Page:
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The relic stateSt Francis Xavier and the politics of ritual in Portuguese India$
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Pamila Gupta

Print publication date: 2014

Print ISBN-13: 9780719090615

Published to Manchester Scholarship Online: January 2015

DOI: 10.7228/manchester/9780719090615.001.0001

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Commemoration (1952)

Commemoration (1952)

Chapter:
(p.190) Chapter Six Commemoration (1952)
Source:
The relic state
Author(s):

Pamila Gupta

Publisher:
Manchester University Press
DOI:10.7228/manchester/9780719090615.003.0006

The central focus in the sixth chapter is the “Solemn Exposition” of 1952 since it represents the last in a series of commemorations of this saint's biography—fittingly, a commemoration of (Xavier's) death exactly four hundred years earlier in 1552— staged on the part of the Estado da Índia as it faced its own imminent "death." It was staged during a time when the Portuguese were increasingly put on the defensive about their ethical right to maintain Goa as an "overseas province" in the midst of a newly independent Indian nation-state(1947). While this momentous event easily rivalled the one in 1859—the subject of my last chapter— in terms of expense and design, I will suggest that in tone and character, this particular solemnity staged in 1952 was markedly different, given not only the set of political and economic conditions under which it was organized, but because of the material and discursive force—commemoration—framing this set of ritual practices.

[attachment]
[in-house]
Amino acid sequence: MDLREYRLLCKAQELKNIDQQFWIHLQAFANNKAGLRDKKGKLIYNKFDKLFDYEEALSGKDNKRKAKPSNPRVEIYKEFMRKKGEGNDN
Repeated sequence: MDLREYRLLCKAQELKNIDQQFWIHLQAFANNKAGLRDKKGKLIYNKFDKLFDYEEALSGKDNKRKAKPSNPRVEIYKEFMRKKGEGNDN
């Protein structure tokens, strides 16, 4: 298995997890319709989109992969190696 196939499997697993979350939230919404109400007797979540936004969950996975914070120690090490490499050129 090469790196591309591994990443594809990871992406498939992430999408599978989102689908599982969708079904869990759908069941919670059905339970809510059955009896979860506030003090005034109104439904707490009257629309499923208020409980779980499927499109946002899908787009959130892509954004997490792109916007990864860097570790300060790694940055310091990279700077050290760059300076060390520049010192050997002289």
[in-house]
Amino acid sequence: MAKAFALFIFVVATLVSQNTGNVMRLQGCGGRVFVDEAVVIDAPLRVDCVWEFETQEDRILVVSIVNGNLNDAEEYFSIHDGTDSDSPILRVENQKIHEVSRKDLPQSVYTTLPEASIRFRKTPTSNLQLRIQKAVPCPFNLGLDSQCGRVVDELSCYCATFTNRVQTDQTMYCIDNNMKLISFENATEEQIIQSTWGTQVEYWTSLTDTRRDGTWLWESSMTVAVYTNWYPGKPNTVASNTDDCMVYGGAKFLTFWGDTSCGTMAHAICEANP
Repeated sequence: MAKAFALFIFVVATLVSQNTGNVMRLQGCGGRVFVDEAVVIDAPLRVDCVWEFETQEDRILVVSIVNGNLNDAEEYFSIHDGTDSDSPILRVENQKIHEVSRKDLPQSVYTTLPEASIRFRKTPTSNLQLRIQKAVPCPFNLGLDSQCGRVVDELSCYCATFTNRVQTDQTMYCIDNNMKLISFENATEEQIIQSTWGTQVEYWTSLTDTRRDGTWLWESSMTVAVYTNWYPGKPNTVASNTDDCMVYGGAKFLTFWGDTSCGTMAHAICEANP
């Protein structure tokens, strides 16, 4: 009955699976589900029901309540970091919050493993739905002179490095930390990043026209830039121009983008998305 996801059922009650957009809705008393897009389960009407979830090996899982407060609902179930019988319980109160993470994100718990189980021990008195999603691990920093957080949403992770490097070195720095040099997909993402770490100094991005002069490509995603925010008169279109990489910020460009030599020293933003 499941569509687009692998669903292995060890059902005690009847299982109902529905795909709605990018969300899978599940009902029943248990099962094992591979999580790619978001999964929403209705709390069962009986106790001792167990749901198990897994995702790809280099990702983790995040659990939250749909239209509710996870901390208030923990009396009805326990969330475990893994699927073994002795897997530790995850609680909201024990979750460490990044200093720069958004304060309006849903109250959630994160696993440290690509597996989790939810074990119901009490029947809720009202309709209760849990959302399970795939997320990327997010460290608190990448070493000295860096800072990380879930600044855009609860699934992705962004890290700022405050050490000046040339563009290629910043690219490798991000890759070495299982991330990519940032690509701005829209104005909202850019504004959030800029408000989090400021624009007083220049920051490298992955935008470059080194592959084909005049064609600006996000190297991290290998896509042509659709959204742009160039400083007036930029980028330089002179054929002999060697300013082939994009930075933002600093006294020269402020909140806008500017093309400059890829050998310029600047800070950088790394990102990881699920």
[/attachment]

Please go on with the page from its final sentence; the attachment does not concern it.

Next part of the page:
Keywords:   St. Francis Xavier, Estado da Índia, 20th Century Colonial Expositions, Goan independence, Indian nationalism

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